Congenital abnormalities are the leading cause of infant mortality worldwide; therefore, the use of prenatal screening in developed countries is common to detect chromosomal abnormalities and neural tube defects. The US Food and Drug Administration (FDA) recently issued a safety communications article informing healthcare professionals and patients of the dangers associated with genetic non-invasive prenatal testing (NIPT) or screening (NIPS) tests.
NIPTs highlight the possible risk of a foetus having certain genetic abnormalities by analysing small fragments of fetal DNA found in blood drawn from a pregnant person. While NIPTs are often used by healthcare professionals, neither their accuracy nor their efficacy has been authorised, cleared or approved by the FDA. Importantly, there have been reports where pregnancies have been terminated due to false results indicating genetic abnormalities based on the results of NIPTs alone. Since NIPS are not definitive in nature, as they only tell the potential risk of the foetus having a genetic disorder, it is important to pair their test results with a diagnostic test.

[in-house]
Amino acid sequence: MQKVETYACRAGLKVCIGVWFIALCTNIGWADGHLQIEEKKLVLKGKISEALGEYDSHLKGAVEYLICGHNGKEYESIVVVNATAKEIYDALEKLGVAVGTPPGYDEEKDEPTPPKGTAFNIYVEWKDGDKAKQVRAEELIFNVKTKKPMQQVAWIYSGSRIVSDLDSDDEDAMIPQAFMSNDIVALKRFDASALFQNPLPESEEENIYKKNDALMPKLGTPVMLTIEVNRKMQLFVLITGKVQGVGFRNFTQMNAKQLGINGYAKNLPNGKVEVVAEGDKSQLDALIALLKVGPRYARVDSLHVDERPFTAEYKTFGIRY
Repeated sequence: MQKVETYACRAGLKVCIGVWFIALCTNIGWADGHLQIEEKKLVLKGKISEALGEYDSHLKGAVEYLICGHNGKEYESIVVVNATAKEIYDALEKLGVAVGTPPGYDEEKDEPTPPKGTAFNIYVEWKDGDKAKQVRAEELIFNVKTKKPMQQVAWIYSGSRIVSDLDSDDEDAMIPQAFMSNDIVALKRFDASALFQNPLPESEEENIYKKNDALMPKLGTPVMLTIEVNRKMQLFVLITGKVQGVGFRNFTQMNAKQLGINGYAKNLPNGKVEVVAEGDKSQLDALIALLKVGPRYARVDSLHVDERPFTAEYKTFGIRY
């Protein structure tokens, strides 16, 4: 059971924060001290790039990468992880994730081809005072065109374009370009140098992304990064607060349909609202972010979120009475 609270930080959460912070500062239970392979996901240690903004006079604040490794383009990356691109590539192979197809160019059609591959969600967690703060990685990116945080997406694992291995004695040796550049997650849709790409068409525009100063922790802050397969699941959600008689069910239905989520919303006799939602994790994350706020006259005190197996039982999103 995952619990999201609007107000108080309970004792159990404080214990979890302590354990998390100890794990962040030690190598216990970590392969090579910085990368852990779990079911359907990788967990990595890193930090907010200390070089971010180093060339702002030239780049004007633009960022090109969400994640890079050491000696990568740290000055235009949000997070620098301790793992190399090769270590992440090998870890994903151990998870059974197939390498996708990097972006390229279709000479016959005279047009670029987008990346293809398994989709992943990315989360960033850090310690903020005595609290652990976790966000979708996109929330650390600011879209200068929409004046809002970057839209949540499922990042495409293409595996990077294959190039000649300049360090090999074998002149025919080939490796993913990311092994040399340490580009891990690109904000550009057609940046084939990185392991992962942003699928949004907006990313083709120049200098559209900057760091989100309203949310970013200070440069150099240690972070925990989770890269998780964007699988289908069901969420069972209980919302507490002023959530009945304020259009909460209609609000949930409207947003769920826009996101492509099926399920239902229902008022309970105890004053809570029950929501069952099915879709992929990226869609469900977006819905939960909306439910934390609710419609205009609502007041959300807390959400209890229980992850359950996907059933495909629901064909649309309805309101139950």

The prenatal screening market is estimated to reach $278.1m by 2030 at a negative compound annual growth rate (CAGR) of 2.3%. Since the FDA is encouraging increased vigilance in using NIPTs, GlobalData predicts a greater decrease in the NIPT market, as healthcare professionals and patients practice caution, and an increase in market share by other competing laboratory-based tests. There may, potentially, be an increase in prenatal diagnostic testing such as foetal echocardiograms and foetal blood sampling, as healthcare professionals pair these with NIPTs. Although these false negatives have been addressed only by the FDA, the US is the largest consumer of NIPTs and will thus reflect an overall decline in the NIPT market.